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Digital Subscriptions > Doctor Who Magazine > DWM Special 44 - On Location > HOUSE OF EVIL


A distinctive, if eerie, location enabled the Doctor Who production team to create memorable sequences of Daleks stalking a Gothic mansion...

On Thursday 20 April 1967, filming began on The Evil of the Daleks, the epic finale to Doctor Who’s fourth series. The location was Grim’s Dyke, a Victorian house iHarrow some 11 miles from Television Centre.

“The place was in a really bad state,” recalls production designer Chris Thompson. “There were real issues with the building. There were places that we weren’t allowed to go because it was too dangerous...”

In the story, the house belongs to Professor Maxtible (Marius Goring). The time is June 1866 and the place is somewhere near Canterbury. In fact Grim’s Dyke was built between 1870 and 1872, designed by architect Norman Shaw for the painter Frederick Goodall. Shaw had already made his name pioneering a particular style of old English house with a Gothic influence – evident at Grim’s Dyke in distinctive Gothic arches. After the Goodall family sold the house in 1880, it passed to the banker Robert Herriot and then to composer WS Gilbert – of Gilbert and Sullivan fame. He had the boating lake constructed, in which he swam every day and in which he died in 1911. His widow lived on at Grim’s Dyke until her death in 1936, after which the house was put up for auction and became a rehabilitation centre for people suffering from tuberculosis.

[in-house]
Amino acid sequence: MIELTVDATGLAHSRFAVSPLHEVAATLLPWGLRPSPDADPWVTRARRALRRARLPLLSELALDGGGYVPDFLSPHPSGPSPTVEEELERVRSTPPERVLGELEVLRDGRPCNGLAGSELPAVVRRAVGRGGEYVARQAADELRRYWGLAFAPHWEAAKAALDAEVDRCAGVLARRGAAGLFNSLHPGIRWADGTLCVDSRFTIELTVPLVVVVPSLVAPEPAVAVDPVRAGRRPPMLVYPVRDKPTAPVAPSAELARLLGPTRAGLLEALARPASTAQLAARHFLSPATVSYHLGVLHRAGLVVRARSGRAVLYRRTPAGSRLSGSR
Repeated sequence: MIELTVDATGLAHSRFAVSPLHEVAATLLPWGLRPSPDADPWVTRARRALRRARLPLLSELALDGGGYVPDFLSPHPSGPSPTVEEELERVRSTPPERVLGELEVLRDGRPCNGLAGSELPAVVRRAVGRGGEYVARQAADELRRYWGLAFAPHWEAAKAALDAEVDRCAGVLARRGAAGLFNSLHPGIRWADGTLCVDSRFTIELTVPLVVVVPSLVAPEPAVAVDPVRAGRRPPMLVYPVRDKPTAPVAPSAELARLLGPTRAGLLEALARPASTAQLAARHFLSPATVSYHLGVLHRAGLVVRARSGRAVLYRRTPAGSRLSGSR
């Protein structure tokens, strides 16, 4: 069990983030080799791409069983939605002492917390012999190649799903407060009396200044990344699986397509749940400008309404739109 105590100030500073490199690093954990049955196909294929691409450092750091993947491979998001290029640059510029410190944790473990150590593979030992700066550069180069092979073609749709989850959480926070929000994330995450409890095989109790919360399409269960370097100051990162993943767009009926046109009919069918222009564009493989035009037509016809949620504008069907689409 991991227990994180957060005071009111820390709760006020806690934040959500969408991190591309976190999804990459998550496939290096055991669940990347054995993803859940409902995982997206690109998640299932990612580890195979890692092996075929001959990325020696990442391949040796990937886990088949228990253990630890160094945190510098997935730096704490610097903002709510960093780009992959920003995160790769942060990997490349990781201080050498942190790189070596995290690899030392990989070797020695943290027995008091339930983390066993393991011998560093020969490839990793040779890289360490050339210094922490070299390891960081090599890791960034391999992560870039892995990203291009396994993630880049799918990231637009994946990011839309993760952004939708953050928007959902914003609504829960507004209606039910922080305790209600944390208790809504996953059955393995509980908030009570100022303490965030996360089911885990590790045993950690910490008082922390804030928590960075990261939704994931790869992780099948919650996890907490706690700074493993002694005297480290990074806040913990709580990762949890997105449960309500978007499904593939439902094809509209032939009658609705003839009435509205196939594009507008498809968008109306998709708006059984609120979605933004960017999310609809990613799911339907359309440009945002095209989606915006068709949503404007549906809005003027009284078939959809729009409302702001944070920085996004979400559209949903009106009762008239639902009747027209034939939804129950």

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About Doctor Who Magazine

In its early days, Doctor Who was recorded on cumbersome cameras tethered to claustrophobic and often inadequate studios. The show rarely escaped these confines in the 1960s, but as technology improved, producers and directors became more adventurous. Location shooting has helped to create some of the most memorable episodes in the series’ long history. In this unique publication, new features, exclusive interviews and rare images tell the story of those episodes and the people who made them happen.